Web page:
I do love dog gear though and have a closet full of it – all different kinds of collars, leads and harnesses – in different materials, patterns, colors and styles. It may not make much of a difference to my dogs but they sure do like my attention when I fit them up with a new spiffy collar or harness. I just don’t like those dresses that mimic childrens clothes. Ok, I have German shepherd dogs and they would look silly in a skirt. I doubt though that little dogs relish being costumed as human infants or toddlers. Little dogs have big dog attitudes and I think they deserve dignity. They too are descended from wolves.

But I am a pragmatist. In certain situations Doggles can actually protect a dog’s eyes.

Military Working Dog with Doggles

Recently I wrote about dog boots. They protect dog feet from salt, chemicals, burning hot sidewalks and can provide traction. (Remember the 9-11 K9s? Some of them wore boots to protect their paws from injuries.) My dogs wear life jackets while on the water. And some dogs need to be kept warm and dry.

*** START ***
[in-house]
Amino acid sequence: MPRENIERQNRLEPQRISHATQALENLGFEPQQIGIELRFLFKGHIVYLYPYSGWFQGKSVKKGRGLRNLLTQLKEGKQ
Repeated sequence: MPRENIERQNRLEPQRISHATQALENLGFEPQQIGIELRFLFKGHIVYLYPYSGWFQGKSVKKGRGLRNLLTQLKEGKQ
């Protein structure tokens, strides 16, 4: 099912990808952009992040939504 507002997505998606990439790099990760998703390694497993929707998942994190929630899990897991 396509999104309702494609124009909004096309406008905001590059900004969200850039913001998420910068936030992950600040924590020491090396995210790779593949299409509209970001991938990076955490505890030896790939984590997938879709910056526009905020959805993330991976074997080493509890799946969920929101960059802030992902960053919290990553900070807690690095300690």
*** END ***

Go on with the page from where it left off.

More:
Many breeds of dogs are very thin coated or naturally lean and need coats in cold or wet climates. I think of greyhounds and their smaller versions – whippets and Italian greyhounds; Weimaraners; Vizslas; Chinese Cresteds and other hairless breeds; many shorthaired toy breeds and my Annie. Most dog folks would not think that a German shepherd dog would need a warm coat but my particular shepherd does. She is a long-haired, coated version of a German shepherd dog and lacks a wooly undercoat that serves to insulate the dog’s skin. Annie is also afflicted with Exocrine Pancreatic Insufficiency. Though stabilized, she is thin and lacks that layer of fat that insulates many dog breeds.